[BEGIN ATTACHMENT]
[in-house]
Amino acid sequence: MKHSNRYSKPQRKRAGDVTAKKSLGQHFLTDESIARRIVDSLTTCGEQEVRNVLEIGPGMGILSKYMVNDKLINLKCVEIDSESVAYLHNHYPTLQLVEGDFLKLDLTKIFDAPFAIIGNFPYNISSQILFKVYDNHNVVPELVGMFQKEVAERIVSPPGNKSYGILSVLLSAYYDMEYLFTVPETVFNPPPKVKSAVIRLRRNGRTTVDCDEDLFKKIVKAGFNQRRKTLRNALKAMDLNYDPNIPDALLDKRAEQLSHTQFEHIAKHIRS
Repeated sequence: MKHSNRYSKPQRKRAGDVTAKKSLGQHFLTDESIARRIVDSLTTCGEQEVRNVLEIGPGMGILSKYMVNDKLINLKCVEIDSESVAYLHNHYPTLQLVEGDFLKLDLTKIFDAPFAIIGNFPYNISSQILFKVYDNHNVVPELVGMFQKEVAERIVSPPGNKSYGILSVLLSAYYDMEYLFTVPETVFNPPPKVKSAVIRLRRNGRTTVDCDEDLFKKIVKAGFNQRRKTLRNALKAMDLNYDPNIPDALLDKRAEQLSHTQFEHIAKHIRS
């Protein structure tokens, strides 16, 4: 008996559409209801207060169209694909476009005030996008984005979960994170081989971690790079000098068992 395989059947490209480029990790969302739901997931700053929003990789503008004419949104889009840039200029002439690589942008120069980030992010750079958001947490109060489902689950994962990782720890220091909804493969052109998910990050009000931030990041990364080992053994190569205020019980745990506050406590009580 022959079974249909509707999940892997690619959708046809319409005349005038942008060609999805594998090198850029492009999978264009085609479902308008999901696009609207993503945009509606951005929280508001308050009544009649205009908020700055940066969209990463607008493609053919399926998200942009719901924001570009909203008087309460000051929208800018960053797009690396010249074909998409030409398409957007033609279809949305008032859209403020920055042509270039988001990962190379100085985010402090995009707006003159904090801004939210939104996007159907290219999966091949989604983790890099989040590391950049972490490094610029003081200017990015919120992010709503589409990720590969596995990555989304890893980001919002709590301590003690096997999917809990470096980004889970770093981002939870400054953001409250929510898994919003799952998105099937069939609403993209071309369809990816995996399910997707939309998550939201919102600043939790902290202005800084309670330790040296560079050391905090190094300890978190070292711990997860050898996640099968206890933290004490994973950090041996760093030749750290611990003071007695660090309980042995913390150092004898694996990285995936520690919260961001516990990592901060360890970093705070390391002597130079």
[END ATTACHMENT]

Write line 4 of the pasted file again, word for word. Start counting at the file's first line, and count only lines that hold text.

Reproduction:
């Protein structure tokens, strides 16, 4: 008996559409209801207060169209694909476009005030996008984005979960994170081989971690790079000098068992 395989059947490209480029990790969302739901997931700053929003990789503008004419949104889009840039200029002439690589942008120069980030992010750079958001947490109060489902689950994962990782720890220091909804493969052109998910990050009000931030990041990364080992053994190569205020019980745990506050406590009580 022959079974249909509707999940892997690619959708046809319409005349005038942008060609999805594998090198850029492009999978264009085609479902308008999901696009609207993503945009509606951005929280508001308050009544009649205009908020700055940066969209990463607008493609053919399926998200942009719901924001570009909203008087309460000051929208800018960053797009690396010249074909998409030409398409957007033609279809949305008032859209403020920055042509270039988001990962190379100085985010402090995009707006003159904090801004939210939104996007159907290219999966091949989604983790890099989040590391950049972490490094610029003081200017990015919120992010709503589409990720590969596995990555989304890893980001919002709590301590003690096997999917809990470096980004889970770093981002939870400054953001409250929510898994919003799952998105099937069939609403993209071309369809990816995996399910997707939309998550939201919102600043939790902290202005800084309670330790040296560079050391905090190094300890978190070292711990997860050898996640099968206890933290004490994973950090041996760093030749750290611990003071007695660090309980042995913390150092004898694996990285995936520690919260961001516990990592901060360890970093705070390391002597130079």